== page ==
Here are two ways to find out if you might have synesthesia.
People with synesthesia can be genetically different and may have brains that look and work differently compared to the majority of people who do not have synesthesia. Some people feel burdened by their synesthesia, most feel it’s a gift, and still others feel it's somewhere between these two extremes depending on the situation. Therefore, probably the best way to think of synesthesia, in almost all its variations, is as a neurologic trait or a brain difference.
Many people—perhaps like yourself or someone you know—live with synesthesia and don’t even know it.
If you think you might have synesthesia or, specifically, a form of synesthesia like mirror touch, try out one (or both!) of the validated questionnaires below to find out.
These questionnaires are not like the quizzes and surveys you find in novelty or clickbait websites. These questionnaires are also not clinical tools intended for making any kind of medical diagnosis, treatment, or health planning decisions. These are real questionnaires designed by real university brain scientists and are actively being used in real neuroscience research.
By taking these questionnaires, there's a good chance you'll learn something new about yourself while contributing to science. In most cases, that's a win-win for you and for science.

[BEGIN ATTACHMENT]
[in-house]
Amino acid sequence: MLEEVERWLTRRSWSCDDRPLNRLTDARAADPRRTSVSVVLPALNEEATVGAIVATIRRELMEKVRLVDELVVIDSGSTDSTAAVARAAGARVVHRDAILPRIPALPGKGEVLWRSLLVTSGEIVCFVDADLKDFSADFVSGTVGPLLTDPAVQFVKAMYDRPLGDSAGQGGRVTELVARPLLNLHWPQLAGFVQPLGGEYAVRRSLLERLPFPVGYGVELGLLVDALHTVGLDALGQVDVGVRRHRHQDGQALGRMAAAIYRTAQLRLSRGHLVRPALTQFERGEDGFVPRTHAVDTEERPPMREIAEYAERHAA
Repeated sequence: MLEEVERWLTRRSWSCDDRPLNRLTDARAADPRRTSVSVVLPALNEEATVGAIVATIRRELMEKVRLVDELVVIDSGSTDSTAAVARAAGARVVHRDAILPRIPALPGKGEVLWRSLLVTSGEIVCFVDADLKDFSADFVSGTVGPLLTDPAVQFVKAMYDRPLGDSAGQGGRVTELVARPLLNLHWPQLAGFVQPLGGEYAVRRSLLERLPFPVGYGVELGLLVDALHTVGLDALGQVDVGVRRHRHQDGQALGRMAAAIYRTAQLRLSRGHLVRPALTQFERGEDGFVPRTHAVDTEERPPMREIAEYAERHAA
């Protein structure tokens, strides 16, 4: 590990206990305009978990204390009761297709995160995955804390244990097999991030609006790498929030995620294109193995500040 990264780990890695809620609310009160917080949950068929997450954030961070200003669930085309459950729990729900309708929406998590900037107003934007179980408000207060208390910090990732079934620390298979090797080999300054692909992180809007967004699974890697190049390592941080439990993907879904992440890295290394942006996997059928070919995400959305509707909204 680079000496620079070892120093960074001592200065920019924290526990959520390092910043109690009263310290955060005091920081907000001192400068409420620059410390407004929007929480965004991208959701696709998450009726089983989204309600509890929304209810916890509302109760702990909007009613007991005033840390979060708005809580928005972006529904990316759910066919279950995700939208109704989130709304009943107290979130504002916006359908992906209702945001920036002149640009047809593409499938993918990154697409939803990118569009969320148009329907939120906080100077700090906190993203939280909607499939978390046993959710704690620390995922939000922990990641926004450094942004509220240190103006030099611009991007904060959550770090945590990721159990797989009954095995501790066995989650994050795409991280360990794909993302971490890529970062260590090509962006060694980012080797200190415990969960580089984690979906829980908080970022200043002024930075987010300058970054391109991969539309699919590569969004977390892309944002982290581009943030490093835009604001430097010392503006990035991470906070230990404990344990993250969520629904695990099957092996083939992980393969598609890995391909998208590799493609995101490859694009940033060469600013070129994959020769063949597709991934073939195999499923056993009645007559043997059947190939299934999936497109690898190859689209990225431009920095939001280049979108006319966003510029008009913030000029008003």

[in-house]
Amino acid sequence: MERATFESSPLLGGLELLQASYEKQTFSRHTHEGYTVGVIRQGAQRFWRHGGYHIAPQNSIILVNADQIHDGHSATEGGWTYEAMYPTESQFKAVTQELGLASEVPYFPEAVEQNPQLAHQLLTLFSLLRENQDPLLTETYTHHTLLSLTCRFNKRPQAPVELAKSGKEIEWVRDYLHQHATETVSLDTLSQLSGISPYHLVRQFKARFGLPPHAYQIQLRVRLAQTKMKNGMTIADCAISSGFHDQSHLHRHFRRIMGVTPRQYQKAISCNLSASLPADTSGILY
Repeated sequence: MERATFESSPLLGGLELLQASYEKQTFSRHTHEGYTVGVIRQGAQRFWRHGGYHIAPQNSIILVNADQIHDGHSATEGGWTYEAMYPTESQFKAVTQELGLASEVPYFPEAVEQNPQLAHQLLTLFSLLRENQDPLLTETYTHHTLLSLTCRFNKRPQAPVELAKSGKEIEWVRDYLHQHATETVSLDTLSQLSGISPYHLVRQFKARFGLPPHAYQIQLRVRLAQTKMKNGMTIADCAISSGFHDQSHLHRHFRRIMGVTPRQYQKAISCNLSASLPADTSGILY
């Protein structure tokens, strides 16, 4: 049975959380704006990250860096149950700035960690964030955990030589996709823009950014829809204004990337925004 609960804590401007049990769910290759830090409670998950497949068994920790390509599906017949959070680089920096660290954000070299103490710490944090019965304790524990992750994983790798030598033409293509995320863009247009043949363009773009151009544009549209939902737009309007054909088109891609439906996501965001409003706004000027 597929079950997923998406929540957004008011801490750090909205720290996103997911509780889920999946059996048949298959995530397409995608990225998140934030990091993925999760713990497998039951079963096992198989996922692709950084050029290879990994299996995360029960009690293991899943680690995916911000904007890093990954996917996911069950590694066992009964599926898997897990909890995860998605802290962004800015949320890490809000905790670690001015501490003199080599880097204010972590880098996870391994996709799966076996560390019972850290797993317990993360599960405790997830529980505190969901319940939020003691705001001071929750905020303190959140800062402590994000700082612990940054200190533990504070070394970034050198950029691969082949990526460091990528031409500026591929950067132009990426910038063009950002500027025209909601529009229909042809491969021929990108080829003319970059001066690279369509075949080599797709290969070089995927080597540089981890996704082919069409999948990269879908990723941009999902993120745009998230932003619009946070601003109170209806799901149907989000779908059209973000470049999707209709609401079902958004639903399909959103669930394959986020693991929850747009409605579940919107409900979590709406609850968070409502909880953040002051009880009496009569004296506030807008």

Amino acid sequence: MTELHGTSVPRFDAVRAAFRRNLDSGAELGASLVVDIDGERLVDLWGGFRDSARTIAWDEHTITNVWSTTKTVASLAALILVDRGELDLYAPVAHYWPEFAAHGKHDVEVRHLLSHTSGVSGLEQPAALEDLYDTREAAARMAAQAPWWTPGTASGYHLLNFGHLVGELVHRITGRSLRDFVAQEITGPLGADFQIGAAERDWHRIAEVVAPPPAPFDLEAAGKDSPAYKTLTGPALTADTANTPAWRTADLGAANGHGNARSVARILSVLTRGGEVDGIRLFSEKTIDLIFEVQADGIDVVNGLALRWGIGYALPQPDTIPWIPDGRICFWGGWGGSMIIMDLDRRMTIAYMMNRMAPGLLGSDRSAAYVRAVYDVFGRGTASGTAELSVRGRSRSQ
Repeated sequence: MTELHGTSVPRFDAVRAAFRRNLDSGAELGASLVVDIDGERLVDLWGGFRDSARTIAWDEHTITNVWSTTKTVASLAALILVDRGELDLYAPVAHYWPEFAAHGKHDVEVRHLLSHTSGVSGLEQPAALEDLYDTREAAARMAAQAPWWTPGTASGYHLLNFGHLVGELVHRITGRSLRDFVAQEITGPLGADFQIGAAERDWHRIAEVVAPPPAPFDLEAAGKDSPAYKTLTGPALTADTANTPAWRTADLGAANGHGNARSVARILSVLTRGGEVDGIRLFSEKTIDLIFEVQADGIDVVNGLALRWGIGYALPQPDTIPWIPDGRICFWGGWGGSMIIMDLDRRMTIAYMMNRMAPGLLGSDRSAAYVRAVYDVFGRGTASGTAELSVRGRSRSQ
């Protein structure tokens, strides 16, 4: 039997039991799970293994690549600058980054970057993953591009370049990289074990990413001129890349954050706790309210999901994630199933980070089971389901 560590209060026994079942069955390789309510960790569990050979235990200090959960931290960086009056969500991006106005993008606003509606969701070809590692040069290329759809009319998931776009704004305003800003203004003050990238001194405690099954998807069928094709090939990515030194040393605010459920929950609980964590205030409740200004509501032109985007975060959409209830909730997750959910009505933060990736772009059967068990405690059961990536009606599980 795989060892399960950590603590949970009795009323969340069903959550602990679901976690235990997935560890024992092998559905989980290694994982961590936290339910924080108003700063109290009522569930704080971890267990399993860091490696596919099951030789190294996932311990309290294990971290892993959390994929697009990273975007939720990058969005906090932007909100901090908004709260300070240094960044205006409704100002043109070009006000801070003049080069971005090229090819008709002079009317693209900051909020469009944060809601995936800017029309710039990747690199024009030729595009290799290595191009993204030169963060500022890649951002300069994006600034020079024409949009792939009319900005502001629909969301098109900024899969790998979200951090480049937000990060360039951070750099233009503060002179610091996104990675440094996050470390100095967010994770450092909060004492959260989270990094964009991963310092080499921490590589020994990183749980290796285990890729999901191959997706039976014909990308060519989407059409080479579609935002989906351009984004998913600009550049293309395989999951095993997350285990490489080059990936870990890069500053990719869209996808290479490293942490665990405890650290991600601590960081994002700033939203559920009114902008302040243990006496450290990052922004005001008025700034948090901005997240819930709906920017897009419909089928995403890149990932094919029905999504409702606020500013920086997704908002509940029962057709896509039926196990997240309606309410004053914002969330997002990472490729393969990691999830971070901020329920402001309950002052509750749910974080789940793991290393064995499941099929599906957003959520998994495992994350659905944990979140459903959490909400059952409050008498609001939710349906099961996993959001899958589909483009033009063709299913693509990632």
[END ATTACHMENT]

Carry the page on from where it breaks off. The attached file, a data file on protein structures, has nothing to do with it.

The University of Sussex Vicarious Experiences Questionnaire focuses on experiences like mirror-touch synesthesia. This questionnaire isn’t presently set-up to automatically deliver a score or “diagnosis” and the availability of researchers to follow-up with individual scores is sporadic. That said, people who generally relate strongly with the answers to these questions are much more likely to be classified as having mirror touch when tested in a controlled laboratory setting.
The University of Sussex Synesthesia Questionnaire is a more general research questionnaire about synesthesia as a whole without placing emphasis on any one specific subtype of synesthesia. If you do have synesthesia, the results from this study can also be used as a way for scientists to find volunteers for future synesthesia-related brain research.